Variations and workarounds. It’s difficult to get a patent with claims that are broad enough to cover all potential workarounds and variations issued. Why? Innovation never stops!
Litigation is just way too costly for most independent inventors. Do you have a million dollars to spend on legal fees? Your opponent might appeal the decision, tying you up in court for even longer.
The 2011 America Invents Act made it easier to get a patent overturned. While still staggering, the average cost of litigating a patent infringement case is declining because it’s more efficient to go directly to the Patent Trial and Appeal Board.
Putting an end to online copycats is difficult, if not impossible. It’s like playing whack-a-mole: You get one seller taken down, only to have another pop up. There’s little incentive for e-commerce sites to put a stop to it.
Smart companies don’t care. Today, success in the marketplace requires selling first and selling fast. When it comes to simple consumer product ideas, speed to market is more valuable than a patent.
In 2019, it took the United States Patent & Trademark Office an average of two years to grant a patent. The lifespan of most consumer products today is 18 months to 24 months.
Waiting for a patent to issue before getting in the game doesn’t make sense. The market could very well pass you by.
So, what can you do to protect your product idea? Be smart, work hard, and make haste!
Here’s the great news: No one copies a product that isn’t selling well. So, you have a little time to plan ahead.
Here are effective and practical ways of protecting your ownership of your creativity.
License your product idea to a market leader. This is the best protection you can possibly have today. Ideally this company has great distribution and relationships with major retailers. Now it’s all about speed.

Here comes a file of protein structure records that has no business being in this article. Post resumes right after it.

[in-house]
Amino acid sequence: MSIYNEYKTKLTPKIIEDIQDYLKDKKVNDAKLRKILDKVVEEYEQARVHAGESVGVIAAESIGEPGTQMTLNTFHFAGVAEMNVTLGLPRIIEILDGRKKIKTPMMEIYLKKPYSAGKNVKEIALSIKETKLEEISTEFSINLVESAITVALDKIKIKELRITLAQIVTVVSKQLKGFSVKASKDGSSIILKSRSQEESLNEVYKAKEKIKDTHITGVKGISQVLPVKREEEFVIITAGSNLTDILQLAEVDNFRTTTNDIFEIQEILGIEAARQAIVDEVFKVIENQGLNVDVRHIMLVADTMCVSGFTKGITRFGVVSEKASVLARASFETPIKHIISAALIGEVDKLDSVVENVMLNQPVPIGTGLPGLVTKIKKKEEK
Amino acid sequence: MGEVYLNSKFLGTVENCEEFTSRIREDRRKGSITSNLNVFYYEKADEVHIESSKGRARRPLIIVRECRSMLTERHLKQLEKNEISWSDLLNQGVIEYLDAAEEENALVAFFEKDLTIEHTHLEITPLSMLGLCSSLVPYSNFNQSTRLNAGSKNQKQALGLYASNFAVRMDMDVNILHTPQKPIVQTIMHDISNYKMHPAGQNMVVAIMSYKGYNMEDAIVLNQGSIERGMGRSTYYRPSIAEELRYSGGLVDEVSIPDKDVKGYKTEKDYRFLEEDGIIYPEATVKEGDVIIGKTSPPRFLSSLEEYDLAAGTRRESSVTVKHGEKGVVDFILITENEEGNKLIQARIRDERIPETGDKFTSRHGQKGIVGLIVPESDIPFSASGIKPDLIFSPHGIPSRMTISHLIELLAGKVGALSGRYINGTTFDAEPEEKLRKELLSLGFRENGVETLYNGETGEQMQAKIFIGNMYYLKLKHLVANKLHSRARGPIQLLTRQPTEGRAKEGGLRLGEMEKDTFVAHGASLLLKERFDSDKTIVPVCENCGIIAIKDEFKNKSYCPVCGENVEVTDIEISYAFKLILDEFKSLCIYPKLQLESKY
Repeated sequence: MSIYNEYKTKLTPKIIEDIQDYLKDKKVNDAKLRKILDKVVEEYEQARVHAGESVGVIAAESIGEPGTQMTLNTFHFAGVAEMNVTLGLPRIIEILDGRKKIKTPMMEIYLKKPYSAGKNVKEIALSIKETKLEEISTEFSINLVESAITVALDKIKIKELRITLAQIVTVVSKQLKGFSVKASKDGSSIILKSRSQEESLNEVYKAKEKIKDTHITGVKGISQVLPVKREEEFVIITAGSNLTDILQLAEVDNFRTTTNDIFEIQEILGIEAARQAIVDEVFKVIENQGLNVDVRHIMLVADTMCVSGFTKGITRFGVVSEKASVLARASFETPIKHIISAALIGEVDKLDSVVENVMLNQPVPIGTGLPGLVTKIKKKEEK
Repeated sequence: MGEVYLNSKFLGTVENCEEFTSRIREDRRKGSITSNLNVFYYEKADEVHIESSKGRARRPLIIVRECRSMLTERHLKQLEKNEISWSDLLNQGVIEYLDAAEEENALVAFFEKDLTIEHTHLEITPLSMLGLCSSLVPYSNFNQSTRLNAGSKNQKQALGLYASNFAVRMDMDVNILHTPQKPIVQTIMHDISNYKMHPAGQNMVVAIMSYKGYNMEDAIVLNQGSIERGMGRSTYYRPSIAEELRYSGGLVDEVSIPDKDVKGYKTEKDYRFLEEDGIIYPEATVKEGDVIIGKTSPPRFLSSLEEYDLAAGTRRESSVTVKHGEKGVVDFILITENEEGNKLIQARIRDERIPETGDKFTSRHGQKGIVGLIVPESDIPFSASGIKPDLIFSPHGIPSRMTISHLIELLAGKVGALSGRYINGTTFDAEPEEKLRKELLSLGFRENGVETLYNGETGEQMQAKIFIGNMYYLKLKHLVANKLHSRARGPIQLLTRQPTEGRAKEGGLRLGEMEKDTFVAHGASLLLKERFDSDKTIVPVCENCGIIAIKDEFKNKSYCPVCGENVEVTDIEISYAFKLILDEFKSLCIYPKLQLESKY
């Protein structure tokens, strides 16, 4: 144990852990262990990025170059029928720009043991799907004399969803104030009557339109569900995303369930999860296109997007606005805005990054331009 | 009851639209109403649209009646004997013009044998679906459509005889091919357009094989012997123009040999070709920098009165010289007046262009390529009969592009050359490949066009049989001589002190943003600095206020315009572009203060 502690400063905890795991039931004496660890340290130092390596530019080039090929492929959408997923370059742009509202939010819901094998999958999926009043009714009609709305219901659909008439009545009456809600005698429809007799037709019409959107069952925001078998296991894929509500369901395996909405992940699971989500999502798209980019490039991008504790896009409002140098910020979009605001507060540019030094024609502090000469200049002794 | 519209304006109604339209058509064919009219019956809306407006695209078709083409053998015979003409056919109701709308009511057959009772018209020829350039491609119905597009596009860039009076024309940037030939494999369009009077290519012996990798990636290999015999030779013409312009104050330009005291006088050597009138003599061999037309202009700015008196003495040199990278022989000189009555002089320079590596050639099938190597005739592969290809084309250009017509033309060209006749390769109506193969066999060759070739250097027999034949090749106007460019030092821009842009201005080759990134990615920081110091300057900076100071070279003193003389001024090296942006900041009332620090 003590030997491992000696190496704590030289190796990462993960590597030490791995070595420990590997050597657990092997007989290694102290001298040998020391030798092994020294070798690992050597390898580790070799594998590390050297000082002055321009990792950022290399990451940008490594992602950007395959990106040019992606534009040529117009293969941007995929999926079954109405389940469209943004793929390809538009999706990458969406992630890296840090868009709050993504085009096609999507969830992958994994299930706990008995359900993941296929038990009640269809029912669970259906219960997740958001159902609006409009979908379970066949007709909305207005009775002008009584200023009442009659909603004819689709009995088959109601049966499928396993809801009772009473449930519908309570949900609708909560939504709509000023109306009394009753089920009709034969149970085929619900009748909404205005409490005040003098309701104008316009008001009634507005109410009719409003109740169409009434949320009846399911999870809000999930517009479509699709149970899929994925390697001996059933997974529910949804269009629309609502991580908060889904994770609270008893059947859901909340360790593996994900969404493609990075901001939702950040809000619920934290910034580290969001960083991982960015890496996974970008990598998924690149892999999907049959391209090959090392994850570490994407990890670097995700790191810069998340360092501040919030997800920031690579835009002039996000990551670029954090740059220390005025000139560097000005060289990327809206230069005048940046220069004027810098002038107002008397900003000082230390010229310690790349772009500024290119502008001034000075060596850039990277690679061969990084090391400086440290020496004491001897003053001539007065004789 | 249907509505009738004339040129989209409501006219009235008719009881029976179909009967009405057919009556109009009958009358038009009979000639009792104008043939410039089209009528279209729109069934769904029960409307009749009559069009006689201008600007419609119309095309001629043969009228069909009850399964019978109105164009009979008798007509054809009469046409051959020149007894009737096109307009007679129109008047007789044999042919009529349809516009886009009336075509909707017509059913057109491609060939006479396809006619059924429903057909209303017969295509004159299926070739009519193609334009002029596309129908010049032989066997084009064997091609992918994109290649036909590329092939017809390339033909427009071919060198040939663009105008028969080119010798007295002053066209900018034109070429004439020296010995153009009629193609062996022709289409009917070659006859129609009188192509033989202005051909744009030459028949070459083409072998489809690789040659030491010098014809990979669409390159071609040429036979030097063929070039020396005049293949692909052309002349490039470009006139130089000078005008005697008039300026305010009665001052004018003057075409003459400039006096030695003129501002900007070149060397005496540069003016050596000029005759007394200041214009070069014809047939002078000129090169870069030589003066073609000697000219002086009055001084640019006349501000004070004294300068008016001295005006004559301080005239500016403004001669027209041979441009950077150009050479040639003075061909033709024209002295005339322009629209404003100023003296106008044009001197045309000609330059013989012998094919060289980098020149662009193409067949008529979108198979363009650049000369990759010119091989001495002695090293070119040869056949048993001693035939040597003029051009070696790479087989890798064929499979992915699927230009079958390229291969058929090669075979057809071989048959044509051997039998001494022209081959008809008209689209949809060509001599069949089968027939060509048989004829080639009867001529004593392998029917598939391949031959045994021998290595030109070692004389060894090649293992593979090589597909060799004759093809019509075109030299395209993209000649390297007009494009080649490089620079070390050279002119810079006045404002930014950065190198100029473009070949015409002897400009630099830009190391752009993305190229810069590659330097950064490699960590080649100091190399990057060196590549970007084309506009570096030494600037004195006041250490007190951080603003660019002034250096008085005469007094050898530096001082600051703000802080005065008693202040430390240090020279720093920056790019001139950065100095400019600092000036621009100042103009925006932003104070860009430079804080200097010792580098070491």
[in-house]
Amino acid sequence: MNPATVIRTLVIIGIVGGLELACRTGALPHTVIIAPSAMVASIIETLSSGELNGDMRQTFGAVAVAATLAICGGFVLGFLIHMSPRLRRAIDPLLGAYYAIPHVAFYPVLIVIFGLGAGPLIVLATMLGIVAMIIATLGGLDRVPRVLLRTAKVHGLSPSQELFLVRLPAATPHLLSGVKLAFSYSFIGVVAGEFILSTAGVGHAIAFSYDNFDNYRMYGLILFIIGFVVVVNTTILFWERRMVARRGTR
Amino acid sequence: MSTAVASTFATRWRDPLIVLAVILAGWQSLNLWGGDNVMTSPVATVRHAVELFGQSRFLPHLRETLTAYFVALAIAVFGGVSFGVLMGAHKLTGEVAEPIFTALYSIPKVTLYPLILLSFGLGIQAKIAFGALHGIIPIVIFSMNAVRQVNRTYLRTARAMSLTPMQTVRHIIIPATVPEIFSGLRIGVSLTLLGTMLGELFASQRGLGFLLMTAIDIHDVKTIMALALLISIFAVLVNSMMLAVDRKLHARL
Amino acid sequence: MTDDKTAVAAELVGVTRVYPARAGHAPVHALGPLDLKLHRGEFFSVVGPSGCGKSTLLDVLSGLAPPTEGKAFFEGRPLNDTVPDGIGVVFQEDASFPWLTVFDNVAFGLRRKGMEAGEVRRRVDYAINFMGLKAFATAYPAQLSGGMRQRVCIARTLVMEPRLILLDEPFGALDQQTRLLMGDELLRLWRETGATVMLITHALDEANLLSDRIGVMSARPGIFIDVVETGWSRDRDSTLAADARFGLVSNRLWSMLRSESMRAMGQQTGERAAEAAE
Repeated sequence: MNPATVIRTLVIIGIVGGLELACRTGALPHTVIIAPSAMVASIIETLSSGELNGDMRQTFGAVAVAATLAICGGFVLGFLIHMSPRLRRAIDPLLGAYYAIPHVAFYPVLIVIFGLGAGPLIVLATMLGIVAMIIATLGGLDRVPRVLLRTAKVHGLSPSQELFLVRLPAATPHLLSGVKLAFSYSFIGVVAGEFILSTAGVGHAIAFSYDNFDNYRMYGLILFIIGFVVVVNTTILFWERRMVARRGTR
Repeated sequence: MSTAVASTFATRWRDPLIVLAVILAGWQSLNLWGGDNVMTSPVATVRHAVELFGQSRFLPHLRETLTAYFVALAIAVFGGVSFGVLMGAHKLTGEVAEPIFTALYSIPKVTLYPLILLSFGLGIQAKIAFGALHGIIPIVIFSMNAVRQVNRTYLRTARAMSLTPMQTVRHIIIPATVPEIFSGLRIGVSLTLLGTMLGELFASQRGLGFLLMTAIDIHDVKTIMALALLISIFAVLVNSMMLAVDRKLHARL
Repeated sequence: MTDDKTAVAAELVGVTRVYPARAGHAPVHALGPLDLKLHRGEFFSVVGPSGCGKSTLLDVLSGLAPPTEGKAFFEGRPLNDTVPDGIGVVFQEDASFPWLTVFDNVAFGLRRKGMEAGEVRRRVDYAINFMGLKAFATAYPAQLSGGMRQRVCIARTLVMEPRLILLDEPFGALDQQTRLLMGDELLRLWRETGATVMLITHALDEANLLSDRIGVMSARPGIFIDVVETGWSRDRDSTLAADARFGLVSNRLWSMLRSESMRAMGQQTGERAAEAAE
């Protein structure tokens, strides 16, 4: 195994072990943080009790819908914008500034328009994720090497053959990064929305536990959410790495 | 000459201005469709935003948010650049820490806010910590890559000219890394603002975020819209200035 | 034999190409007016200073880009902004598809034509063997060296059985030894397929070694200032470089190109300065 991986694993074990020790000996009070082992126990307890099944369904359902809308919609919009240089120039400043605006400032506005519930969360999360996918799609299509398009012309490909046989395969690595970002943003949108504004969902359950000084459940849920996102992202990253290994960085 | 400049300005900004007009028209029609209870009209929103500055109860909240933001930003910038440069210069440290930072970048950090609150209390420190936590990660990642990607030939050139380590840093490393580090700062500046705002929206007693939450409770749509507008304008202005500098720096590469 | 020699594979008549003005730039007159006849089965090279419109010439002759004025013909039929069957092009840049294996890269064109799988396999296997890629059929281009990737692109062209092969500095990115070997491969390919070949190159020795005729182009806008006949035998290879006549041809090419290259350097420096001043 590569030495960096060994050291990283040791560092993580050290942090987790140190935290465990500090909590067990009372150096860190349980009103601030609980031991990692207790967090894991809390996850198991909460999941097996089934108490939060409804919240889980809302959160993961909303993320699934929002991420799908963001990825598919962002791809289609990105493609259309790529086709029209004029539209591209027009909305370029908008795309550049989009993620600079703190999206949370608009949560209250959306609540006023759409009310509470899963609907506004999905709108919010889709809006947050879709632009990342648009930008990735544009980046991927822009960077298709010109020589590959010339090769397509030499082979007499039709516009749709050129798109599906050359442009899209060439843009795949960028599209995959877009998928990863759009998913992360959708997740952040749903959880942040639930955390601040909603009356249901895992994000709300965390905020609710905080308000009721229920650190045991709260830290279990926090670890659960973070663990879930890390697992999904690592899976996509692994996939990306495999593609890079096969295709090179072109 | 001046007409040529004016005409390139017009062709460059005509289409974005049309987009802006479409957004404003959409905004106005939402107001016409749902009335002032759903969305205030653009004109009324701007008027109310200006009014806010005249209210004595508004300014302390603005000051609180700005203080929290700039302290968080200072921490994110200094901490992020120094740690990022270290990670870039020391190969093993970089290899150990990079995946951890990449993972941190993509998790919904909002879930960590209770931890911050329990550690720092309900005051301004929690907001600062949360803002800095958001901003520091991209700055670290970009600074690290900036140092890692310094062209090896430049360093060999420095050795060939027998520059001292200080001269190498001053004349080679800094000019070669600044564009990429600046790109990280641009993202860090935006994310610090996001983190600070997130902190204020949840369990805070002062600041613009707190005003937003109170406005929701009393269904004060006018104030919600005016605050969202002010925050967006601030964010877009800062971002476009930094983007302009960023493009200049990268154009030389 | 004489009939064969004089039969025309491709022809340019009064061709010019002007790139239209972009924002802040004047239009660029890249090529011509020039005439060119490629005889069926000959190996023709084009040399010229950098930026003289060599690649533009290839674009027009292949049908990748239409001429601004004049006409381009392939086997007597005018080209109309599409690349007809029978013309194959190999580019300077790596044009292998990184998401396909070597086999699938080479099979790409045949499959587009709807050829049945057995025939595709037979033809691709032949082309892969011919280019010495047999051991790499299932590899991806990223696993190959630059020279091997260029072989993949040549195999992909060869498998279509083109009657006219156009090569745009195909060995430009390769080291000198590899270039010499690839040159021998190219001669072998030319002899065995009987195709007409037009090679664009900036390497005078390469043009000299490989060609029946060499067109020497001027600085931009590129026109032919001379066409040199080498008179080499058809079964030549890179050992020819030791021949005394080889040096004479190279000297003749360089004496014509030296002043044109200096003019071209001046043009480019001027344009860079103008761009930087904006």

Be the original. From my perspective, fighting in court and at the USPTO is a waste of time, energy, and money. Take your battle to social media instead. Build a network of raging fans — they will help you police copycats. Support your fellow entrepreneurs and the inventing community at large. Get as much publicity for your product as you can. This will not only help your licensee sell more product, it will cement your ownership.
File intellectual property that truly has value to potential licensees and others. Don’t file patent applications out of fear. Make sure to thoroughly consider and address potential workarounds and variations. And please, know how to manufacture your product at a price point that is extremely competitive. Yes, you’re an inventor, but you need to think like an entrepreneur.
Prolong the life of your product with line extensions. Smart product developers stay relevant by expanding on their initial idea with new, complementary products and versions.
Build your own relationships with major retailers. Never threaten anyone! Instead, befriend and let these retailers know you are the original inventor.
Stay ahead of the competition by continuing to innovate. Never stop looking ahead. In addition to filing provisional patent applications, consider design patents, copyright, and trademarks.
Patents can be useful tools for furthering your business goals, be it securing a licensing agreement or funding for your startup. Their value has nothing to do with stopping anyone.
SOURCE: Stephen Key